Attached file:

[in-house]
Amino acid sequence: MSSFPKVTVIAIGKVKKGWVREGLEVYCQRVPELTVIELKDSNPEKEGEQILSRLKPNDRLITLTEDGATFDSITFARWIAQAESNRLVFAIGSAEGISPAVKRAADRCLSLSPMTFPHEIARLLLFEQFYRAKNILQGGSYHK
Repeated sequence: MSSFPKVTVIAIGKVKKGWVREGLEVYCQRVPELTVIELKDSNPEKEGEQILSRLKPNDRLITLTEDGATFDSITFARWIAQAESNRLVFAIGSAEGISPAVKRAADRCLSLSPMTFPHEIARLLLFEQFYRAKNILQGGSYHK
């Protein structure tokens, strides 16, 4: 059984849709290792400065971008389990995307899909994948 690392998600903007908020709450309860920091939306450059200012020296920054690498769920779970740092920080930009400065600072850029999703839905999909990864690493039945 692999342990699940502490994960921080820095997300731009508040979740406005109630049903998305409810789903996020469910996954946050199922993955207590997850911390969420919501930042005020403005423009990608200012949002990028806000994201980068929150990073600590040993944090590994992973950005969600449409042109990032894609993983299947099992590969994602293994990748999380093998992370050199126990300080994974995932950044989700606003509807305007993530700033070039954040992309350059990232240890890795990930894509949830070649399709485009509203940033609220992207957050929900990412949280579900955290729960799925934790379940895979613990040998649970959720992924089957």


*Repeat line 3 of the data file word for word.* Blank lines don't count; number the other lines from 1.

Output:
Repeated sequence: MSSFPKVTVIAIGKVKKGWVREGLEVYCQRVPELTVIELKDSNPEKEGEQILSRLKPNDRLITLTEDGATFDSITFARWIAQAESNRLVFAIGSAEGISPAVKRAADRCLSLSPMTFPHEIARLLLFEQFYRAKNILQGGSYHK